On May 22, 2001, a grand jury indicted Montgomery on two counts of arson and one count of fraud. Prior to trial, the State subpoenaed two insurance investigators, Mark Schockman (“Schockman”) and Michael McGwire (“McGwire”) to testify concerning their investigation of the fire scene. However, at trial, the State rested without calling either witness. Montgomery did not subpoena either witness before trial and, upon realizing that the State did not intend to call Schockman and McGwire as witnesses, was unable to serve subpoenas on them in time to have them testify at trial. Although Schockman and McGwire concluded in their investigative reports that the fire had been set, Schockman did not find evidence of a second fire in the upstairs bedroom, and McGwire could not rule out the extension cord as a source of the fire. Montgomery did not move to continue the trial in order to have Schockman or McGuire appear; instead, Montgomery read McGuire’s discovery deposition to the jury. While Montgomery also took Schockman’s deposition, Montgomery did not read any portion of his deposition to the jury.
On December 23, 2002, the jury found Montgomery guilty on all counts. The trial court sentenced Montgomery to twelve years, with six years suspended. This appeal ensued.
Discussion and Decision
I. Ineffective Assistance
A. Standard of Review

    It is well-settled that to prevail on a claim of ineffective assistance of counsel, a defendant must show that counsel’s performance was deficient and that this deficient performance prejudiced the defendant. Strickland v. Washington, 466 U.S. 668, 687 (1984); Dobbins v. State, 721 N.E.2d 867, 873 (Ind. 1999). When analyzing whether counsel’s performance was deficient, we begin with the presumption that counsel’s performance was effective. Autrey v. State, 700 N.E.2d 1140, 1141 (Ind. 1998). The defendant must rebut this presumption through “strong and convincing evidence.” Id.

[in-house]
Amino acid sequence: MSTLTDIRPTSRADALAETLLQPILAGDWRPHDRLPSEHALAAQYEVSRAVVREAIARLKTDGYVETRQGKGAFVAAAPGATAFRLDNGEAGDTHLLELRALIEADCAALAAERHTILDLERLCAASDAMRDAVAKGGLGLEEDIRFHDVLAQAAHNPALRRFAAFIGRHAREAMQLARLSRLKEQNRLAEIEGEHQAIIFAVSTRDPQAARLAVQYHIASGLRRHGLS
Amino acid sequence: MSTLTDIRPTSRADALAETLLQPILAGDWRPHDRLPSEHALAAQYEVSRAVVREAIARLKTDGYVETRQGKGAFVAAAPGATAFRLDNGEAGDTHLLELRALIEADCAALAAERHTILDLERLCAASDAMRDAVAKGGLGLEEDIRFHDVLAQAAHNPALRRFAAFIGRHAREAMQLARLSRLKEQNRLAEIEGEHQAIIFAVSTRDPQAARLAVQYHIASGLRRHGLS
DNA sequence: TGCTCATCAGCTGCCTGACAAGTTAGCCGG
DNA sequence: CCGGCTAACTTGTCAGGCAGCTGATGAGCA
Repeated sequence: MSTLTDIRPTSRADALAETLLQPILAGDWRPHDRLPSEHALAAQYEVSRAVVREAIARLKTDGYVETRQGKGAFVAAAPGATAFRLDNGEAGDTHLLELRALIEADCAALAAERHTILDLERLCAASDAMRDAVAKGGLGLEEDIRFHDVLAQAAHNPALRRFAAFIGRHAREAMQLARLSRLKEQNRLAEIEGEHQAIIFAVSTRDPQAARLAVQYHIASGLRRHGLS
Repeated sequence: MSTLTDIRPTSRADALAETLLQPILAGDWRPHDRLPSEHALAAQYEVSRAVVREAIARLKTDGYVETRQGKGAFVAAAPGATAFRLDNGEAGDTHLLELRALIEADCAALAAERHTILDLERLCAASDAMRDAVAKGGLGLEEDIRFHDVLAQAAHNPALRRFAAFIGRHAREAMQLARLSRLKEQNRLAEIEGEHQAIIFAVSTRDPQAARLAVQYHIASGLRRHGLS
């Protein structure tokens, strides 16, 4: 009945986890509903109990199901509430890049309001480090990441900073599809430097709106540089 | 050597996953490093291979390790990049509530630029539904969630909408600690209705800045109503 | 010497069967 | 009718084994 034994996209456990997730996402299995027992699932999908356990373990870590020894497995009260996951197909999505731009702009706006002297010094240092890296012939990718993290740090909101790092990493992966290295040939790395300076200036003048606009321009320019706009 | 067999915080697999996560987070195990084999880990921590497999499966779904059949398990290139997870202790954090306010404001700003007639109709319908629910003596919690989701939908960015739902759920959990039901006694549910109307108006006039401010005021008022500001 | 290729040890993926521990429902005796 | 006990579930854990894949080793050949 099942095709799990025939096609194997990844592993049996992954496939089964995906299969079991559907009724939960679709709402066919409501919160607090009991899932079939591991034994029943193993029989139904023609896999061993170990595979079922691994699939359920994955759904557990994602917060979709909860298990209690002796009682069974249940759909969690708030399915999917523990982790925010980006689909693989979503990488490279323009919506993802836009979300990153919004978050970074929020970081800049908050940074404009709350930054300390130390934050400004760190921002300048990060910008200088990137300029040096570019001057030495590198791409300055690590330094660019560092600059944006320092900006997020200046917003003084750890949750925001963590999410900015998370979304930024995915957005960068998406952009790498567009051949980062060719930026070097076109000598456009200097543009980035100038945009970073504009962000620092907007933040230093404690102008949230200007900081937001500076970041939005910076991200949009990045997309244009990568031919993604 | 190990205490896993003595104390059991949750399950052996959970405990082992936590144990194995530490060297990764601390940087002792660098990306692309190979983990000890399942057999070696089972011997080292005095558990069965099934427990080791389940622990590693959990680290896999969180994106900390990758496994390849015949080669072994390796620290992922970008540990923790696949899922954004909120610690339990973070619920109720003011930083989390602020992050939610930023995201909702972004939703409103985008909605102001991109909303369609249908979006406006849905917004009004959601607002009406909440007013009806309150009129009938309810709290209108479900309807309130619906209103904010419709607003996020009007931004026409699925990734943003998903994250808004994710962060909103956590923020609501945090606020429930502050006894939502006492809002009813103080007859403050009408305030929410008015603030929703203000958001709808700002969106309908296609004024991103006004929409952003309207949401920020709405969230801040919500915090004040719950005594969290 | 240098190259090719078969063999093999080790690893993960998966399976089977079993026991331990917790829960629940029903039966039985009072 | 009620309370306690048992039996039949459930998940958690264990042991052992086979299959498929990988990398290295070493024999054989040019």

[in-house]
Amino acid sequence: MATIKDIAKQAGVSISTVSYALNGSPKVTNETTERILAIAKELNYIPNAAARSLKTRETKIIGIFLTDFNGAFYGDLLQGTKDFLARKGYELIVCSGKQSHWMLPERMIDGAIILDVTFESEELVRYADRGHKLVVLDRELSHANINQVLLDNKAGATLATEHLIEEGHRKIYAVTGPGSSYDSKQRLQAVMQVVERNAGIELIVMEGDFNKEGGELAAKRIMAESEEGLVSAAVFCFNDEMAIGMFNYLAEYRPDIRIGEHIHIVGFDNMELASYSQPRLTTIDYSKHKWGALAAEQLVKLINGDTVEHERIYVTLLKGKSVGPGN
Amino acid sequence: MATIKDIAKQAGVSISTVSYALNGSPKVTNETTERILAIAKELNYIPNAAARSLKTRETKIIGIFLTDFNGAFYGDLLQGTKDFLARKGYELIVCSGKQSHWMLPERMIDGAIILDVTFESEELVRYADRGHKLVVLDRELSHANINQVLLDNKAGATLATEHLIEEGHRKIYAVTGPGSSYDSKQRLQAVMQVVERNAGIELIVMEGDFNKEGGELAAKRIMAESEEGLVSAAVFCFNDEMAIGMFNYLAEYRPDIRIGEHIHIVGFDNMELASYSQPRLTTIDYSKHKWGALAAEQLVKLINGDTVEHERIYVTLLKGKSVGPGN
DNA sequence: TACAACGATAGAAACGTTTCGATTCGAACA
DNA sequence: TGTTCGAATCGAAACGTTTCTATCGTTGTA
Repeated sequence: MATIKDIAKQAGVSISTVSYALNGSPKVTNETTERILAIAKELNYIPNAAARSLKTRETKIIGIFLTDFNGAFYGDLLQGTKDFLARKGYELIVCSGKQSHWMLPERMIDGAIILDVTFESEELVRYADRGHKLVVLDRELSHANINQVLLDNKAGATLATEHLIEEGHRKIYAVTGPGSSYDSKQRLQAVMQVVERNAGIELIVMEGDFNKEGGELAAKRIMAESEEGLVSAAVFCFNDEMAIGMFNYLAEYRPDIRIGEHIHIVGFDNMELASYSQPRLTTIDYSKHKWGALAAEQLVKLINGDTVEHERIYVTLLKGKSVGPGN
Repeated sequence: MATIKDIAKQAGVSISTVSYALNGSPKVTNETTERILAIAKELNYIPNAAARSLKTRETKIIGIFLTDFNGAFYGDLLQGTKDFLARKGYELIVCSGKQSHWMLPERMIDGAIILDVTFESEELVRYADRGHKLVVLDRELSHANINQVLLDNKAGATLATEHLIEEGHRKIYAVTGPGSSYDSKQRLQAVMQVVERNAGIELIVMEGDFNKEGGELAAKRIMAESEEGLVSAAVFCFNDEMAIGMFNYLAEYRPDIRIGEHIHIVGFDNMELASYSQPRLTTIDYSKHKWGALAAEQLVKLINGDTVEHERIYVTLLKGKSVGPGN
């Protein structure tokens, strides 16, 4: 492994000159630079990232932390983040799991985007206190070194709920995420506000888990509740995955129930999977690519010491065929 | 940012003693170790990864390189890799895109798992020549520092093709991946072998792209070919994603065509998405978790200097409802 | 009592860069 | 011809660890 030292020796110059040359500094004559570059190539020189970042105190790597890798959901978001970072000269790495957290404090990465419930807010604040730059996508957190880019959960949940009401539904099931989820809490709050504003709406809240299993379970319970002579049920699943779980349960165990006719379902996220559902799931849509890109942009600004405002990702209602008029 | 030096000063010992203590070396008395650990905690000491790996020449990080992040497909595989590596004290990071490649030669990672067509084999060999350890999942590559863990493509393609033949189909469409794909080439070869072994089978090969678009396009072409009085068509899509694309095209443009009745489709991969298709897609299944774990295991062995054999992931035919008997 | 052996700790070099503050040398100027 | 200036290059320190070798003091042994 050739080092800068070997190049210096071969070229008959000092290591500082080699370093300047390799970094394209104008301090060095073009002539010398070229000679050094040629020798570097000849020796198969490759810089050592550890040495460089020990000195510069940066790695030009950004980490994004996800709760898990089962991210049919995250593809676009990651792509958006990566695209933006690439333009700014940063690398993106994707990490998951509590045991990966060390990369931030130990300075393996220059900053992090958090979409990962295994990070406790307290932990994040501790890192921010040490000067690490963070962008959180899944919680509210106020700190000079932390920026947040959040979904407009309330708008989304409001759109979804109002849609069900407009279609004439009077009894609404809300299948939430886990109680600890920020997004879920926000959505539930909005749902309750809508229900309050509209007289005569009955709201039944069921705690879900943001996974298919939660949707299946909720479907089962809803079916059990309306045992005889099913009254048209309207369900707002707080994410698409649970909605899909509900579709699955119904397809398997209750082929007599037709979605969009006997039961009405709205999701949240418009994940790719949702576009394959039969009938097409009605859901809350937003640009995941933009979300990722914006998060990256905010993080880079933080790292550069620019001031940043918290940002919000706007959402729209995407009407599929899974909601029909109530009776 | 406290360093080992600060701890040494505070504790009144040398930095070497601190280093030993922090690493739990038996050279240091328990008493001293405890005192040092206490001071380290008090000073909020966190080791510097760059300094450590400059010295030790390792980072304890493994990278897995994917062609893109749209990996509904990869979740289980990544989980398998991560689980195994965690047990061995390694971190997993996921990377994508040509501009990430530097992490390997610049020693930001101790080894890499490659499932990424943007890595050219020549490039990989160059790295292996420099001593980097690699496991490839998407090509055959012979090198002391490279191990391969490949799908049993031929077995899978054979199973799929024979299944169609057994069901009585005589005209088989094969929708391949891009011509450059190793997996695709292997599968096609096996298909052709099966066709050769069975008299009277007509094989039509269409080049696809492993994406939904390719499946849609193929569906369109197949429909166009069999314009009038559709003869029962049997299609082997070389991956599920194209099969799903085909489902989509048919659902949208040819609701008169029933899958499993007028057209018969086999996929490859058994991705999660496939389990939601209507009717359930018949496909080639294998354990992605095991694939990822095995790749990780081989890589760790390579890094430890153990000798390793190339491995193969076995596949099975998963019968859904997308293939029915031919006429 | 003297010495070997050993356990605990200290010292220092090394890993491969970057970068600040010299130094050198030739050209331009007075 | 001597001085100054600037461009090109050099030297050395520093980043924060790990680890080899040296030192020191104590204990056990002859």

Deficient performance is that which falls below an objective standard of reasonableness. Strickland, 466 U.S. at 687; see also Douglas v. State, 663 N.E.2d 1153, 1154 (Ind. 1996). Prejudice exists when a claimant demonstrates that “there is a reasonable probability that, but for counsel’s unprofessional errors, the result of the proceeding would have been different. A reasonable probability is a probability sufficient to undermine confidence in the outcome.” Strickland, 466 U.S. at 694; see also Cook v. State, 675 N.E.2d 687, 692 (Ind. 1996).
B. Analysis

    Montgomery points to several alleged errors made by trial counsel, but we focus upon the failure of Montgomery’s trial counsel to subpoena two of the State’s expert witnesses or, in the alternative, request a continuance when the State did not call these experts and they were unavailable for Montgomery’s defense.
    Here, performance by Montgomery’s trial counsel was deficient. A defendant has the burden of insuring that witnesses who may aid in his or her defense are called. Jenkins v. State, 627 N.E.2d 789, 793 (Ind. 1993). Although Montgomery’s counsel attempted to mitigate the absence of McGwire by reading the transcript of McGwire’s discovery deposition to the jury, trial counsel did not attempt to do the same with Schockman’s deposition, nor did counsel make an offer to prove what Schockman’s testimony would have been. See Isom v. State, 585 N.E.2d 1347, 1350 (Ind. Ct. App. 1992) (deficient performance by failing to make offer to prove absent witness’s testimony). Further, Montgomery’s counsel did not move for a continuance in order to secure Schockman and McGwire as witnesses. These errors fall below an objective standard of reasonableness based on prevailing professional norms. See Strickland, 466 U.S. at 694.